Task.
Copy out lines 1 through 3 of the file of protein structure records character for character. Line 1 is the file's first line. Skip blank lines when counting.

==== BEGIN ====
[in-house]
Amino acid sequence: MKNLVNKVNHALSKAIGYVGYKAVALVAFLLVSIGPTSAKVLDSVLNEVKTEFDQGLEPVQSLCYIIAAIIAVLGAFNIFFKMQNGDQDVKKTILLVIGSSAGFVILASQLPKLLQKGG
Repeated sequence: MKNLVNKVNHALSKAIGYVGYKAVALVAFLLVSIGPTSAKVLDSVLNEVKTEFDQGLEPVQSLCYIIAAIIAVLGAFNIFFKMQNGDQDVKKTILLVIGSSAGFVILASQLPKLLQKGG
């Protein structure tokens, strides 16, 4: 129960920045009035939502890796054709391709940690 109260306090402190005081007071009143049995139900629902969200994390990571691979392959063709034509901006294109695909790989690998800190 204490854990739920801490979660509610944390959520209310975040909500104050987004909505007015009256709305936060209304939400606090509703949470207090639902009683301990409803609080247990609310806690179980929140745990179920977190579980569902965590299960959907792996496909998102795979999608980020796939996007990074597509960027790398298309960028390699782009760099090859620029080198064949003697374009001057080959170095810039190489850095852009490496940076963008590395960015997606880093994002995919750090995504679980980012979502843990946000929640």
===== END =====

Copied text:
[in-house]
Amino acid sequence: MKNLVNKVNHALSKAIGYVGYKAVALVAFLLVSIGPTSAKVLDSVLNEVKTEFDQGLEPVQSLCYIIAAIIAVLGAFNIFFKMQNGDQDVKKTILLVIGSSAGFVILASQLPKLLQKGG
Repeated sequence: MKNLVNKVNHALSKAIGYVGYKAVALVAFLLVSIGPTSAKVLDSVLNEVKTEFDQGLEPVQSLCYIIAAIIAVLGAFNIFFKMQNGDQDVKKTILLVIGSSAGFVILASQLPKLLQKGG